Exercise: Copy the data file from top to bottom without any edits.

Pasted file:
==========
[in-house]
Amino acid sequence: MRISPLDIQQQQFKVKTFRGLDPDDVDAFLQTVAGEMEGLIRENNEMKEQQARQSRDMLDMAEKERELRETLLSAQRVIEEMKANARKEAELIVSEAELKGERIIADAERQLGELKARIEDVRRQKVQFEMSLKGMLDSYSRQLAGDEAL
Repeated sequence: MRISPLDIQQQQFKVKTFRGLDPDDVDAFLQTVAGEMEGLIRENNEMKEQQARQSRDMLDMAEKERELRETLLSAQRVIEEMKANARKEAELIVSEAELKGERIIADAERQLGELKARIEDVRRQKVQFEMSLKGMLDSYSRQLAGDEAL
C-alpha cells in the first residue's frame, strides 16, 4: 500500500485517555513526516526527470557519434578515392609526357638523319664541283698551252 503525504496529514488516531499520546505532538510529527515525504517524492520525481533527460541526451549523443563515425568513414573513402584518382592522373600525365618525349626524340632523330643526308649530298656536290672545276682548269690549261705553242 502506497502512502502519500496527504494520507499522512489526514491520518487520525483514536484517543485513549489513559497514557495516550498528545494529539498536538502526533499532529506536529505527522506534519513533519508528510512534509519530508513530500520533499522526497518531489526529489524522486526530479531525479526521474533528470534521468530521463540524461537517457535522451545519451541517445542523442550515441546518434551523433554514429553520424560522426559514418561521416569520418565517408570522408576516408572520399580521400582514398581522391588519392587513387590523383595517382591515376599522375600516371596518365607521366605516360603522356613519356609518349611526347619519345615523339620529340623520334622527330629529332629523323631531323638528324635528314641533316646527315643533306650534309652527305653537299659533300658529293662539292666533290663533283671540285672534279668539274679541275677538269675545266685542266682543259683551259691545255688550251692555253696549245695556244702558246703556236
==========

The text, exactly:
[in-house]
Amino acid sequence: MRISPLDIQQQQFKVKTFRGLDPDDVDAFLQTVAGEMEGLIRENNEMKEQQARQSRDMLDMAEKERELRETLLSAQRVIEEMKANARKEAELIVSEAELKGERIIADAERQLGELKARIEDVRRQKVQFEMSLKGMLDSYSRQLAGDEAL
Repeated sequence: MRISPLDIQQQQFKVKTFRGLDPDDVDAFLQTVAGEMEGLIRENNEMKEQQARQSRDMLDMAEKERELRETLLSAQRVIEEMKANARKEAELIVSEAELKGERIIADAERQLGELKARIEDVRRQKVQFEMSLKGMLDSYSRQLAGDEAL
C-alpha cells in the first residue's frame, strides 16, 4: 500500500485517555513526516526527470557519434578515392609526357638523319664541283698551252 503525504496529514488516531499520546505532538510529527515525504517524492520525481533527460541526451549523443563515425568513414573513402584518382592522373600525365618525349626524340632523330643526308649530298656536290672545276682548269690549261705553242 502506497502512502502519500496527504494520507499522512489526514491520518487520525483514536484517543485513549489513559497514557495516550498528545494529539498536538502526533499532529506536529505527522506534519513533519508528510512534509519530508513530500520533499522526497518531489526529489524522486526530479531525479526521474533528470534521468530521463540524461537517457535522451545519451541517445542523442550515441546518434551523433554514429553520424560522426559514418561521416569520418565517408570522408576516408572520399580521400582514398581522391588519392587513387590523383595517382591515376599522375600516371596518365607521366605516360603522356613519356609518349611526347619519345615523339620529340623520334622527330629529332629523323631531323638528324635528314641533316646527315643533306650534309652527305653537299659533300658529293662539292666533290663533283671540285672534279668539274679541275677538269675545266685542266682543259683551259691545255688550251692555253696549245695556244702558246703556236